8min read - iAdvize
You've inevitably heard about live shopping. It's turning heads as top-name brands like Nordstrom, Petco, Tommy Hilfiger, Walmart and more have gone all-in. That can leave you wondering about if the time is right to bring the power of live shopping to your own company.
While there are proven best practices to follow, each live shopping event is as unique as the brand behind it. With so many ways to reach your audiences today, you need to think creatively, be different, and make an impact.
To create a standout live shopping experience, you can explore four proven approaches that work. Using that insight, you can build the just-right live shopping strategy for you.
Truth be told: Live shopping has been around for decades. But older forms haven't earned the most stellar reputations with retailers and consumers alike.
The big example that comes to many people's mind is television network QVC, which first broadcast in the 1980s. While the network helped launch several brands, it earned a reputation for cut-rate products that weren't worthy of more discerning shoppers.
Even QVC has realized that the old-school shop from TV model is fading fast. 2021 saw QVC embarking on its own live shopping programming on social platforms instead of sticking with its broadcast-only model.
It's true: today's shoppers are unlikely to sit through long sales segments on TV. Instead, they're online, engaging with family, friends, and brands on social media. With its short, high-energy, interactive format, live shopping offers strong appeal to these digitally-savvy consumers.
And for brands? Live shopping offers powerful benefits, including:
Which one is right for you? The answer is "it depends." You need to define your objectives up front and let your goals drive the format.
As your live shopping journey evolves, you may use all four approaches over time. Defining clear objectives for each event can set you on the path to success.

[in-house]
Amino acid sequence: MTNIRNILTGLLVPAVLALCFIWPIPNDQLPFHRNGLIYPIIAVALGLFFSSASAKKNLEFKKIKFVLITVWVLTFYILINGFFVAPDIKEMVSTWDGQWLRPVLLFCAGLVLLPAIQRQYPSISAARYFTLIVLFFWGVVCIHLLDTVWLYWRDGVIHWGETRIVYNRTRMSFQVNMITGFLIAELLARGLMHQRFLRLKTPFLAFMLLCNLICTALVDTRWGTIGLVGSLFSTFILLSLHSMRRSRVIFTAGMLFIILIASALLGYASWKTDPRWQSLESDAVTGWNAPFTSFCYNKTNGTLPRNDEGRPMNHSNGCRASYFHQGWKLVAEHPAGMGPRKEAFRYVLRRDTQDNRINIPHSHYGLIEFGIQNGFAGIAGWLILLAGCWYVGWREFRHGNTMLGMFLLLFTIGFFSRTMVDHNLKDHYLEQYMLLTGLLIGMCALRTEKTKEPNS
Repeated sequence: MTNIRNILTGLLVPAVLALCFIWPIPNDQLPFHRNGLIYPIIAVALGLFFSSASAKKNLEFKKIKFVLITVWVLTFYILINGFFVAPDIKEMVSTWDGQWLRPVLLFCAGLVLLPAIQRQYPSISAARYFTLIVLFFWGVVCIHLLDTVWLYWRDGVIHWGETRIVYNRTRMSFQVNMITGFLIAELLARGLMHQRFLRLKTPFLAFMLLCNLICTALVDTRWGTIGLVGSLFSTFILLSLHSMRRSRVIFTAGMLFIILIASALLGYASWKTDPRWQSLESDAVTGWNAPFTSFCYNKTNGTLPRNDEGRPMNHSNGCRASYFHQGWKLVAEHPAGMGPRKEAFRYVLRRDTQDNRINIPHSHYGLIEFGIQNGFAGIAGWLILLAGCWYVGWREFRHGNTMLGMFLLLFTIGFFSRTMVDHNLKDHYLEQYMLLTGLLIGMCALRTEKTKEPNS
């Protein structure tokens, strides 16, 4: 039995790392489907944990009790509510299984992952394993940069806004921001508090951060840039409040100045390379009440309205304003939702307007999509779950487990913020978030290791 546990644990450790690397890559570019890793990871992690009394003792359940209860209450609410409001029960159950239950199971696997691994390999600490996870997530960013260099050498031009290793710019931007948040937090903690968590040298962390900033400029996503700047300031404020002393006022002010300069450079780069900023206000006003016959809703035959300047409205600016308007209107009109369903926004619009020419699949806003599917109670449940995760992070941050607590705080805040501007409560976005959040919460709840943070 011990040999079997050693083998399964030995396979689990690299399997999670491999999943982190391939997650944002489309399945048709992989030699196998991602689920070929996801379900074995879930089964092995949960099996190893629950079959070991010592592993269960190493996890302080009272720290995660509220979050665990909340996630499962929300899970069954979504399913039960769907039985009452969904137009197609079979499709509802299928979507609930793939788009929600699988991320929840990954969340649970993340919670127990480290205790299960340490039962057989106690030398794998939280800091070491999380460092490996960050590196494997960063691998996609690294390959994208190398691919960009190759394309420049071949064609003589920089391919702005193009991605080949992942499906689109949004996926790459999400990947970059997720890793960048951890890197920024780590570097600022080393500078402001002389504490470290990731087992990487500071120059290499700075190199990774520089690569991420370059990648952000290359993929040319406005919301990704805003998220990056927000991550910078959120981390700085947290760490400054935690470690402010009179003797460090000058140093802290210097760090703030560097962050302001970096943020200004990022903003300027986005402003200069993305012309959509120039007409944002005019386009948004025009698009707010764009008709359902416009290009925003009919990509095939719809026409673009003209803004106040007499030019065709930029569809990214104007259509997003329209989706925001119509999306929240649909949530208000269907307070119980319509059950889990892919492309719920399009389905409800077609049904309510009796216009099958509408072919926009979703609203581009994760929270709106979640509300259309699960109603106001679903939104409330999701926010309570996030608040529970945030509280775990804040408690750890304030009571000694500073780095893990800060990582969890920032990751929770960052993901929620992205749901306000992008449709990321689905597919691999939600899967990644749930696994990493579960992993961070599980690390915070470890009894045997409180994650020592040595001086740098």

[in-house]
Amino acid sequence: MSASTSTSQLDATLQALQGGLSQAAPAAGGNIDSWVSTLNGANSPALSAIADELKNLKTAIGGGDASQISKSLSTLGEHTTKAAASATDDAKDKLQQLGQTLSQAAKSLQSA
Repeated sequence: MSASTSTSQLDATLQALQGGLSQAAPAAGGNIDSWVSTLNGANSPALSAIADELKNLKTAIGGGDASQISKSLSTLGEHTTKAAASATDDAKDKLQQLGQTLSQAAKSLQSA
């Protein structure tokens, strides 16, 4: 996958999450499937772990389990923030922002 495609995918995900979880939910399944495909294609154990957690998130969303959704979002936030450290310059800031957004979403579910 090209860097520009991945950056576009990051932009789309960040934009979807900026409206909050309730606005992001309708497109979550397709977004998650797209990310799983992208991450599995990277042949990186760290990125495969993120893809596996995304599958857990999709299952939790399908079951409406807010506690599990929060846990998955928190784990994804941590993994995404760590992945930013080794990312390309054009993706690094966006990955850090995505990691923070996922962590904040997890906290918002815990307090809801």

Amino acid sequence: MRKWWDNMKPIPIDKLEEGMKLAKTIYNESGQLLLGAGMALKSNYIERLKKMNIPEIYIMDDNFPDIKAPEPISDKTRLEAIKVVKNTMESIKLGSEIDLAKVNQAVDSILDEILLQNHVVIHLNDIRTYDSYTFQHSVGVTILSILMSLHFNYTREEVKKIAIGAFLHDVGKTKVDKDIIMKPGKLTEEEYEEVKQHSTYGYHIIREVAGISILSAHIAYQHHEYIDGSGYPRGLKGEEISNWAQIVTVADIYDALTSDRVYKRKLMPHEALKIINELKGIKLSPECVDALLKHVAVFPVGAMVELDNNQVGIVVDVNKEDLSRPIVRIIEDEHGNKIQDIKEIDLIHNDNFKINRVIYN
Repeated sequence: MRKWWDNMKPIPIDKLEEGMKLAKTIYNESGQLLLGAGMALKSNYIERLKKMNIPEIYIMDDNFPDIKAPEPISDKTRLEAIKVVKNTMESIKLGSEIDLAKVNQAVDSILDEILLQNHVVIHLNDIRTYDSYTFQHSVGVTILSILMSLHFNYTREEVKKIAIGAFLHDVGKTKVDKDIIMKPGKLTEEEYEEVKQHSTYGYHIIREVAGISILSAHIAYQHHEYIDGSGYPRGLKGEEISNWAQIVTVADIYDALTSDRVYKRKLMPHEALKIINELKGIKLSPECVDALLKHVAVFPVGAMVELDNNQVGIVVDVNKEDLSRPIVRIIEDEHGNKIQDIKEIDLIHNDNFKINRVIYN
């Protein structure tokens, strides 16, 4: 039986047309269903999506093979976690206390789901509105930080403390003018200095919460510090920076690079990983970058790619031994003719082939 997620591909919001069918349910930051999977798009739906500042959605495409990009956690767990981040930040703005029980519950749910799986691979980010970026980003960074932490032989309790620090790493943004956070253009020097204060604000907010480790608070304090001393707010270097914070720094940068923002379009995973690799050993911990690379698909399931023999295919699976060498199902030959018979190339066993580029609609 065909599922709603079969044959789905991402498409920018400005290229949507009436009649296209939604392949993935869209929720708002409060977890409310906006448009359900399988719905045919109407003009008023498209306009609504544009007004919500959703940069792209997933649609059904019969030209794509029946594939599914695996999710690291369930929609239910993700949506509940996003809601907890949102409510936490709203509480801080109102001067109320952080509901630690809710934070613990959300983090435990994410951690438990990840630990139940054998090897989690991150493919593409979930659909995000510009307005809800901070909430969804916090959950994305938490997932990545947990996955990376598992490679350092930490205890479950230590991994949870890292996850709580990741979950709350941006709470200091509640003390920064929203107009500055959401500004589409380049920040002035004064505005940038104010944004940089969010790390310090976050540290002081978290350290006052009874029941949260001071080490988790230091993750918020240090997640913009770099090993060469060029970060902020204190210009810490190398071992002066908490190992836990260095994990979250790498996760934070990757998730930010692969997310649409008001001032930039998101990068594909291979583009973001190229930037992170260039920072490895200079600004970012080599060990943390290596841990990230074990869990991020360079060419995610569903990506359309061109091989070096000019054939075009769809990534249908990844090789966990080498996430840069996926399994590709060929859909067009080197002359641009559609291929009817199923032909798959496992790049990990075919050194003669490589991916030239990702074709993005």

Before you embark on planning your live shopping event, you need to define your core objectives. Ask yourself what you want to accomplish and let that guide your planning.
Some events may focus on building brand recognition with conversions and return on investment (ROI) as secondary goals. At other times, your goal may be to sell as many products as possible during the event, and drive even more sales during replays.
As you can imagine, the formats of these events can be very different. Your objectives can also determine how frequently you want to host events and which product lines you want to target.
As brands start to understand the value of live shopping, they are using live events to make an impact at every stage of the B2C buying journey.
If lots of sales and high ROI are your goals, you can use a plug-and-play approach to live shopping. This flash sale style of event features less investment in production, along with shorter product presentations.
Even so, you'll need to keep in mind that live shopping events are usually short—30 to 40 minutes maximum. Most likely, you can only cover eight to 10 products in that window, so make every product choice count.
Cosmetic brand Maybelline is one live shopping innovator that saw huge results with a flash sale. Partnering with actress, model, and opinion leader, AngelaBaby drew engaged audiences to the event, which took place across multiple platforms. According to Gartner, Maybelline sold more than 10,000 lipsticks during the live shop experience. This event shows the power of using a flash sale live shopping model to move high volumes of merchandise in a short time window.
Some live shopping strategies focus on creating a repeatable approach that works over the long term. These long-tail objective events are especially valuable to brands building out a direct-to-consumer (DTC) presence to drive more DTC sales.
With these events, the goal is staking a claim and laying a foundation. You want to draw attention to the fact that you're launching an exciting new channel to market. As such, you may initially measure success on metrics such as live audience size, replay views, and social shares and take a long view with respect to sales and ROI.
This event strategy can work well for brands selling expensive or premium products. For example, high-end automaker BMW has used a long-tail strategy centered on short, repetitive live event formats to generate interest in its vehicles. Since buying a car is a high-consideration purchase that requires research, BMW is less focused on on-the-spot sales with its live events. Instead, the brand has aimed to establish a DTC connection with buyers and support informed purchase decisions.
From an Experiment to Certain Sales Uplift—Live Shopping Delivers for Quivr